Sony's Stock Looks Cheap as an Activist Pushes for Big Changes
There's no guarantee that Dan Loeb's Third Point LLC, which was just reported by Reuters to be building up a stake in Sony (SNE) , will get Sony to carry out the changes it's reportedly seeking. After all, Third Point previously built up a Sony stake in 2013 while calling for the Japanese conglomerate to spin off parts of its entertainment arm, only to unload the stake a year later without getting its way (albeit while realizing a 20% profit).
But in the event that Third Point, which is reportedly pushing Sony to "explore options" for its valuable movie studio and provide "clarity" on how its chip and insurance units fit with the rest of the company, is more successful this time, it could realize a lot of untapped shareholder value. And in the event that it doesn't, Sony's low valuation provides a margin of safety.
Even after accounting for the 8% Monday gain it has seen following Reuters' report, Sony trades for less than 12 times the EPS consensus for its March 2020 fiscal year. In addition, Sony, which currently sports a $59 billion market cap, has about $8 billion in net cash on its balance sheet.
Reuters notes that Third Point thinks Sony's movie studio arm (Sony Pictures Entertainment), which produced 318.2 billion yen ($2.85 billion) in revenue during the last nine months of 2018, has drawn buyout interest from the likes of Amazon.com (AMZN) and Netflix (NFLX) . Considering how much media M&A activity has been going on, it would hardly be shocking if a major streaming or old media player wanted to buy Sony Pictures Entertainment, which owns a pretty valuable back catalog.
There could also be a lot of interest in Sony's semiconductor unit, which includes a large image sensor business that counts Apple (AAPL) as a client, if it was put on the block. The chip industry has seen a huge amount of consolidation over the last few years, and at a time when the number of camera sensors inside the average phone and the average car both continue rising, it's not hard to imagine a chip company or three seeing a lot of value in Sony's sensor unit.Value could also be unlocked by selling or -- if that fails -- shuttering Sony's mobile phone division, which has long struggled in a highly competitive Android phone market and is expected on average by analysts to lose $450 million in the March 2020 fiscal year. Given all of Sony's potential options for boosting shareholder value, Third Point might only need to partly get its way for Sony's stock to keep rallying.
Pinterest's IPO Valuation Range Looks Pretty Reasonable
When a high-profile IPO doesn't go quite as planned and leaves some initial buyers feeling they got a raw deal, it's a safe bet that underwriters will respond by pricing the next big tech offering more conservatively.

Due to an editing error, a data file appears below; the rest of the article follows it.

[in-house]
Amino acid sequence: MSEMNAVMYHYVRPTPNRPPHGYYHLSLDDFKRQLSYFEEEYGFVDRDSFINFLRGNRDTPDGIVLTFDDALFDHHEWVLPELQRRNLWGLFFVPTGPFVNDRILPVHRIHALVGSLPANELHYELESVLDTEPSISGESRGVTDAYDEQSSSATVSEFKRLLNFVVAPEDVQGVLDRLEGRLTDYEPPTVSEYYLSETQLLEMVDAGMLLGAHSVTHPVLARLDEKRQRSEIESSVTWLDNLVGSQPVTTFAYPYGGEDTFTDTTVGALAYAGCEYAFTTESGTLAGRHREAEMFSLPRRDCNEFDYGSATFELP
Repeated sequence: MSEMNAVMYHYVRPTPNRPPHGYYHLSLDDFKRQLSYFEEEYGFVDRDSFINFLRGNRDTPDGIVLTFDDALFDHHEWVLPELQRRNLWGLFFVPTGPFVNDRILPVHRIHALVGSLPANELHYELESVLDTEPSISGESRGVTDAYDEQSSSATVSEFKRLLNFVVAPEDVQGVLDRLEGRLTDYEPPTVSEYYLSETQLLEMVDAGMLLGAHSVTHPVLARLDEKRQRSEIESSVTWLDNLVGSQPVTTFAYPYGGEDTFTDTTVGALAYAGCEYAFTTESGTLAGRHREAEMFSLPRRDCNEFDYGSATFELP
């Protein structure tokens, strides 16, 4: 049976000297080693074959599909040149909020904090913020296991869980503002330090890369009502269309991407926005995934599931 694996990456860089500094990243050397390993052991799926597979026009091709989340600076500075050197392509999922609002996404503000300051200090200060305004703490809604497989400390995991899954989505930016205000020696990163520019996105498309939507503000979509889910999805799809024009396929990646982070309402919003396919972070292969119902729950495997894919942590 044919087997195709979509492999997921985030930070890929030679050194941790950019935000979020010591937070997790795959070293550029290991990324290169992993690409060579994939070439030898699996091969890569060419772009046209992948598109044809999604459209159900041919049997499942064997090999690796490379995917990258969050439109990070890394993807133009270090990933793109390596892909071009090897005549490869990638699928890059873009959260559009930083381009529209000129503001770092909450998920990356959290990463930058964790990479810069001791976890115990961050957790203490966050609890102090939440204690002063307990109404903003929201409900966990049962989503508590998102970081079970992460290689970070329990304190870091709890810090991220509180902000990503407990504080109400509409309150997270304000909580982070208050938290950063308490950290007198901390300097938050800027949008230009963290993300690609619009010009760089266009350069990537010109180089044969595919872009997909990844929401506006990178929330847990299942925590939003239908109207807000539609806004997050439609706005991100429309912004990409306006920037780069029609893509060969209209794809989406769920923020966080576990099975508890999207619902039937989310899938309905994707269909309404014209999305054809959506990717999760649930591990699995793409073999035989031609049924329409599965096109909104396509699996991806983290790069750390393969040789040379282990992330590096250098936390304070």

That seems to be the case for Pinterest, which -- following a volatile debut for Lyft, which currently trades right around its $72 IPO price -- has set an IPO price range of $15 to $17. After accounting for outstanding stock options and restricted stock units (RSUs), this price range spells a valuation range of $10.1 billion to $11.5 billion, which is below the $12.3 billion valuation Pinterest received in a 2017 private funding round.
The midpoint of Pinterest's valuation range, it should be noted, is nearly 60% below Twitter's (TWTR) current $26.7 billion market cap. While one can argue that Twitter deserves a higher valuation given that it currently has a much larger revenue base -- relatively speaking, Pinterest is still in the early stages of monetizing its platform -- and about 20% more monthly active users (MAUs), this delta looks excessive.
Unlike Twitter, whose MAUs fell 3% annually in Q4, Pinterest is still seeing 20%-plus MAU growth. And the company looks well-positioned to continue seeing strong top-line growth in the coming years, given its search and e-commerce exposure.
Whether or not Pinterest is worth buying post-IPO depends on how much of an initial pop its stock gets. However, assuming that its IPO prices within the initial range that the company just set, it is fair to say that the company's IPO valuation looks pretty reasonable.
Tesla's Latest Cash Infusion Comes at a Convenient Time
According to the Financial Times, Fiat Chrysler (FCAU) will pay Tesla (TSLA) "hundreds of millions of euros" to have Tesla's cars counted in its vehicle fleet, so that Fiat can avoid paying massive fines for not being in compliance with new EU emissions rules. It's the first time that two completely different automakers selling in Europe have ever made such a move.
For Tesla, which earned about $380 million over the last two years from selling zero-emission vehicle (ZEV) credits, Fiat's cash infusion comes at a pretty convenient time. Elon Musk's company is just a few days removed from saying that its Q1 net income was "negatively impacted" by lower-than-expected deliveries, after having previously said it doesn't expect to be profitable during the quarter as it carried out price cuts, shifted to an online-only sales model and dealt with seasonality and the the halving of the U.S. electric vehicle tax credit.
Tesla added it had "sufficient cash on hand" at the end of Q1 -- it ended 2018 with $3.7 billion in cash and about $12 billion in debt -- but didn't say anything about whether this would hold in subsequent quarters.
While Tesla could likely pull off another capital raise if it needed, given that it has $48 billion in equity value and did report GAAP profits in Q3 and Q4, the deal terms for any new stock or debt offering probably wouldn't be favorable. If a few hundred million dollars in cash from Fiat can help Tesla avoid such a move, that's welcome news for a stock that has underperformed the S&P 500 by about 33 percentage points so far this year, with Tesla's shares down 18% this year and the S&P up 15%.
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